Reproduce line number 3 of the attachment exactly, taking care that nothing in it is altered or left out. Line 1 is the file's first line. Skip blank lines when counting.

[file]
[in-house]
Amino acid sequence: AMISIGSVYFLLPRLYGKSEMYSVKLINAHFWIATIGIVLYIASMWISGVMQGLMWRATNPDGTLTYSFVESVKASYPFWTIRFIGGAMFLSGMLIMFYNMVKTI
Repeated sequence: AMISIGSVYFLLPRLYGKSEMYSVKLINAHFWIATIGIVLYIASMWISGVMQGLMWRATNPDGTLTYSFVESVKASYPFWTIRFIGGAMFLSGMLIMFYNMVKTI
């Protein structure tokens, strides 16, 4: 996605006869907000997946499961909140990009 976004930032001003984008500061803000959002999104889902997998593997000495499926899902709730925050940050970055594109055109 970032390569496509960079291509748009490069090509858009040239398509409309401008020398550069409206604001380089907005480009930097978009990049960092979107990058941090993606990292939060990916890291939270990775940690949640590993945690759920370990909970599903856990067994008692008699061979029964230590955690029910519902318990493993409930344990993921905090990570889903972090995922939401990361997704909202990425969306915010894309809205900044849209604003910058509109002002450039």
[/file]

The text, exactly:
Repeated sequence: AMISIGSVYFLLPRLYGKSEMYSVKLINAHFWIATIGIVLYIASMWISGVMQGLMWRATNPDGTLTYSFVESVKASYPFWTIRFIGGAMFLSGMLIMFYNMVKTI